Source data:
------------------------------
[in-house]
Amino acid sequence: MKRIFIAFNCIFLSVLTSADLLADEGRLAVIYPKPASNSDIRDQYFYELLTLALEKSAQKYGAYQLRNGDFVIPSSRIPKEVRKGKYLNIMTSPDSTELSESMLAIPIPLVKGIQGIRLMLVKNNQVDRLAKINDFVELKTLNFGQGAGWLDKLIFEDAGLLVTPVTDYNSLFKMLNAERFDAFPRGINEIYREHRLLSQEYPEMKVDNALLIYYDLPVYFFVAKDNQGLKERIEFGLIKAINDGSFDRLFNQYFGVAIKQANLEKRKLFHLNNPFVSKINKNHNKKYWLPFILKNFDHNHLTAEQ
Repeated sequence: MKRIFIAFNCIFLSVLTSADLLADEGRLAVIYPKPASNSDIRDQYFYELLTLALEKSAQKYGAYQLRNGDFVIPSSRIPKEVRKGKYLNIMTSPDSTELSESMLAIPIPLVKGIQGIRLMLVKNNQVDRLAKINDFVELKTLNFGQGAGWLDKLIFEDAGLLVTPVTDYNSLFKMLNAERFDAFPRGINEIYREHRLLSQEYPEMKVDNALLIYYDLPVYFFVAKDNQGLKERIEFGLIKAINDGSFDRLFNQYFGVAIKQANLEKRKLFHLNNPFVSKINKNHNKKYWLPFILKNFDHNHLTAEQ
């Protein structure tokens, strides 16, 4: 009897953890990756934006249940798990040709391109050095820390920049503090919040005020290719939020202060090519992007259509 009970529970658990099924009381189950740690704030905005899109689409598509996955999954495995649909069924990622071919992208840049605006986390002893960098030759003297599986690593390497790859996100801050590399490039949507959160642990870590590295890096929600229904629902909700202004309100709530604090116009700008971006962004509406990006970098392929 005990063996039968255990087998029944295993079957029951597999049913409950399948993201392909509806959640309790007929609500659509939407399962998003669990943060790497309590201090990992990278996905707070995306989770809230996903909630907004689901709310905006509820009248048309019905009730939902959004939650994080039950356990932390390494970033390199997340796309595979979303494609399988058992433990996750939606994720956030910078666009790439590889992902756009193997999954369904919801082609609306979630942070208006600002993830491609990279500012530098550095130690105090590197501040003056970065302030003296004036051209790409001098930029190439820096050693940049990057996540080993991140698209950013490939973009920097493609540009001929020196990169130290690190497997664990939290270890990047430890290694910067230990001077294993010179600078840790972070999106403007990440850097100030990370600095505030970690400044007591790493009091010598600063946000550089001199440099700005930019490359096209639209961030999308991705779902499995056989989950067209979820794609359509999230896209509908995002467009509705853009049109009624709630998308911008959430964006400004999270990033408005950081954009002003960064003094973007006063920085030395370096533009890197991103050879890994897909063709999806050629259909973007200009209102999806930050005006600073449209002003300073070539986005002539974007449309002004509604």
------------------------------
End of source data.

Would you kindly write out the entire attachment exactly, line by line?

[in-house]
Amino acid sequence: MKRIFIAFNCIFLSVLTSADLLADEGRLAVIYPKPASNSDIRDQYFYELLTLALEKSAQKYGAYQLRNGDFVIPSSRIPKEVRKGKYLNIMTSPDSTELSESMLAIPIPLVKGIQGIRLMLVKNNQVDRLAKINDFVELKTLNFGQGAGWLDKLIFEDAGLLVTPVTDYNSLFKMLNAERFDAFPRGINEIYREHRLLSQEYPEMKVDNALLIYYDLPVYFFVAKDNQGLKERIEFGLIKAINDGSFDRLFNQYFGVAIKQANLEKRKLFHLNNPFVSKINKNHNKKYWLPFILKNFDHNHLTAEQ
Repeated sequence: MKRIFIAFNCIFLSVLTSADLLADEGRLAVIYPKPASNSDIRDQYFYELLTLALEKSAQKYGAYQLRNGDFVIPSSRIPKEVRKGKYLNIMTSPDSTELSESMLAIPIPLVKGIQGIRLMLVKNNQVDRLAKINDFVELKTLNFGQGAGWLDKLIFEDAGLLVTPVTDYNSLFKMLNAERFDAFPRGINEIYREHRLLSQEYPEMKVDNALLIYYDLPVYFFVAKDNQGLKERIEFGLIKAINDGSFDRLFNQYFGVAIKQANLEKRKLFHLNNPFVSKINKNHNKKYWLPFILKNFDHNHLTAEQ
């Protein structure tokens, strides 16, 4: 009897953890990756934006249940798990040709391109050095820390920049503090919040005020290719939020202060090519992007259509 009970529970658990099924009381189950740690704030905005899109689409598509996955999954495995649909069924990622071919992208840049605006986390002893960098030759003297599986690593390497790859996100801050590399490039949507959160642990870590590295890096929600229904629902909700202004309100709530604090116009700008971006962004509406990006970098392929 005990063996039968255990087998029944295993079957029951597999049913409950399948993201392909509806959640309790007929609500659509939407399962998003669990943060790497309590201090990992990278996905707070995306989770809230996903909630907004689901709310905006509820009248048309019905009730939902959004939650994080039950356990932390390494970033390199997340796309595979979303494609399988058992433990996750939606994720956030910078666009790439590889992902756009193997999954369904919801082609609306979630942070208006600002993830491609990279500012530098550095130690105090590197501040003056970065302030003296004036051209790409001098930029190439820096050693940049990057996540080993991140698209950013490939973009920097493609540009001929020196990169130290690190497997664990939290270890990047430890290694910067230990001077294993010179600078840790972070999106403007990440850097100030990370600095505030970690400044007591790493009091010598600063946000550089001199440099700005930019490359096209639209961030999308991705779902499995056989989950067209979820794609359509999230896209509908995002467009509705853009049109009624709630998308911008959430964006400004999270990033408005950081954009002003960064003094973007006063920085030395370096533009890197991103050879890994897909063709999806050629259909973007200009209102999806930050005006600073449209002003300073070539986005002539974007449309002004509604």